FS blows us all away

George Wilder reviews FS 2017.

Photo: Harry Gunning

As I queued for FS 2017, I remembered that fateful Saturday, a time when St Andrews had been reduced to a form of first world dystopia. Flurries of Instagrams vanished as it dawned upon patrons that they couldn’t be seen in the same dress twice, Snapchat stories went from geotag glory to smudged smiles, and memes flowed forth with as much force as the wind itself. I saw shivering congregations of coat-clad friends finding salvation in the outstretched arms of ground floor windows on Greyfriars, felt the shaking floor of Bell Street, and… didn’t remember a great deal more.

As you will all know the following days were woven with anxiety, talk of cancellation, talk of a reschedule, and, perhaps most demoralising of all, talk of “losing the hype.” It is almost appropriate that as I approached this year’s FS, we were all stirred by a metaphorical gust, one that blew away all these worries.

First Year Katie Lewczynski explained how she had a flight the next morning but was still determined to come. She said, “I’ve got a cab booked for 3 am but I’m definitely staying till 1.”

In terms of grandeur the FS setup exceeded all expectations, with lighting and space that quickly outperformed the all-too-familiar Kinkell Byre. With a sense of experience that befits an organisation celebrating its twenty-fifth year, FS seemed to instantly have everyone at ease. The awe of the surroundings quickly fermented into a fervent sense of excitement: “When will the show begin?” and “Where are the models?” – all important questions that remained to be answered.

Photo: Harry Gunning

We needn’t have worried. The climax of audience excitement was marked by the dimming of light, and an explosion of sound. This was followed by an orchestra of lighting effects, and the arrival of the models. My sketchy knowledge of secondary school fashion shows had led me to become slightly sceptical of modelling; where walks and turns often seem to amount to little more than an aloof replica of trying to get down Market Street without talking to anyone. In this case I was glad to be educated, as FS again showed its years of experience in swathes of precise choreography, unperturbed gazes, and chiselled… well, you get the idea.

The work put in by the models paid dividends throughout the show, as it created clear separation between catwalk and viewers, meaning audience felt like they could continue to move around and interact while it was happening. After the first set of outfits, the show experienced a slight slip as the fashion seemed to become a tad uninspired. This dip soon shifted however, as the “On the Pulse” theme of the evening took hold and outfits became increasingly outgoing, cutting a fine balance between striking and graceful. Here FS enjoyed the variety afforded by couture, High Street, and up-and-coming designers, keeping the audience enthralled in the later parts of the show. Midway through the show, we enjoyed the traditional auction to raise further funds for The Brain Tumour Charity; and at the end, the congratulation of all the models and committee on stage, raising rapturous applause: a great show for a great cause.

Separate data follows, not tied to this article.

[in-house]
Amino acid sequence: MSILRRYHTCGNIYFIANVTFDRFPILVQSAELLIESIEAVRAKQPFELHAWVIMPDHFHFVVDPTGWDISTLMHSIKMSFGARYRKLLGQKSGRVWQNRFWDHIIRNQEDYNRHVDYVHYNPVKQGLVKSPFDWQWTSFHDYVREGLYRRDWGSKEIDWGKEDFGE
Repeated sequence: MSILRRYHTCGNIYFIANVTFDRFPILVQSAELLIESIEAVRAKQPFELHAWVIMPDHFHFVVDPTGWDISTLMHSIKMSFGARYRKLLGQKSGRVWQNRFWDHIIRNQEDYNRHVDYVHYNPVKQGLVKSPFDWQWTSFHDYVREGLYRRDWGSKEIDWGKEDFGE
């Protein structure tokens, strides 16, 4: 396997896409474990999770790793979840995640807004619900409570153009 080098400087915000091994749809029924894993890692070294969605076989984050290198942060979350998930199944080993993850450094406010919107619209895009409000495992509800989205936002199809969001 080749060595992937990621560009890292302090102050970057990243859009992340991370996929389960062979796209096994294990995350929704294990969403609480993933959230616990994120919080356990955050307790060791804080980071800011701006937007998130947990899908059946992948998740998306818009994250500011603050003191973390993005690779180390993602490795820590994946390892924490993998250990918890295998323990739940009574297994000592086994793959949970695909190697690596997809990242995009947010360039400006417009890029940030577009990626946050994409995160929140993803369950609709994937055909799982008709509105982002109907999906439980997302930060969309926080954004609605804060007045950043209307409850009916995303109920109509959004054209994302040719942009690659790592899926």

The show itself being over, it was time for the after-party, which boasted a vast dance area whose colourful stage lights drew the irregular footfall of drunk students from across the venue. The music began, heralding the emptying of drinks, the removal of heels, and, this being St Andrews, the passing of toasties. Within minutes it was clear the DJ (Starfield’s Bodalia) was looking to create a set that would hold the audience’s attention, building a high tempo that meant my erratic dance-moves endangered others long into the night. At stages it seemed the only mistake of the set was to underestimate just how drunk the congregation were, meaning the hunt for drops often set off opportunistic mosh pits before the moment had come.

It was at this stage that, looking around, I noted for the first time how numbers had been influenced by the rescheduling. During the show itself it had been a blessing being able to get to the loos without needing a knuckleduster, but at this later stage the event could have benefitted from a larger crowd.

What is truly remarkable about the event, however, is that when I left FS in the early hours of the morning I wasn’t thinking about anything I’ve just discussed. I didn’t mull over the amazing outfits; I didn’t focus on the electric performance from the saxophonists part way through; I barely even noticed the attempts one person had made to fit a cheese toasty into a Fendi envelope. No: I was enthralled by something far more important. This year, in its twenty-fifth anniversary we have seen the FS committee faced with completely unpredictable adversity.

Photo: Harry Gunning

Where many would have seen a cause for despair, I think they saw opportunity. The jokes on Facebook (and there were many) have been increasingly eclipsed over the past few days by a whole different kind of message. “We would urge you to think carefully before requesting a refund on your ticket and stand by your fellow students,” from DONT WALK; “We sincerely look forward to the success that is sure to be #FS17,” from Sitara; “Before requesting a refund, remember who you are taking money from,” from The Stand. 

From fellow fashion shows to the press to even humble drunk students, the threat to FS became in many ways became far more significant. Rather than the usual attempts to try to grab as much Veuve Clicquot as possible, twist tendons to find that perfect selfie, or stare shamelessly at your favourite model, I saw a university coming together to support something that has been part of the fabric of this town for twenty-five years now.

FS 2017 may have caused anxiety, but there’s no doubt it leaves: a fantastic show, a cause well-funded, and a great story.


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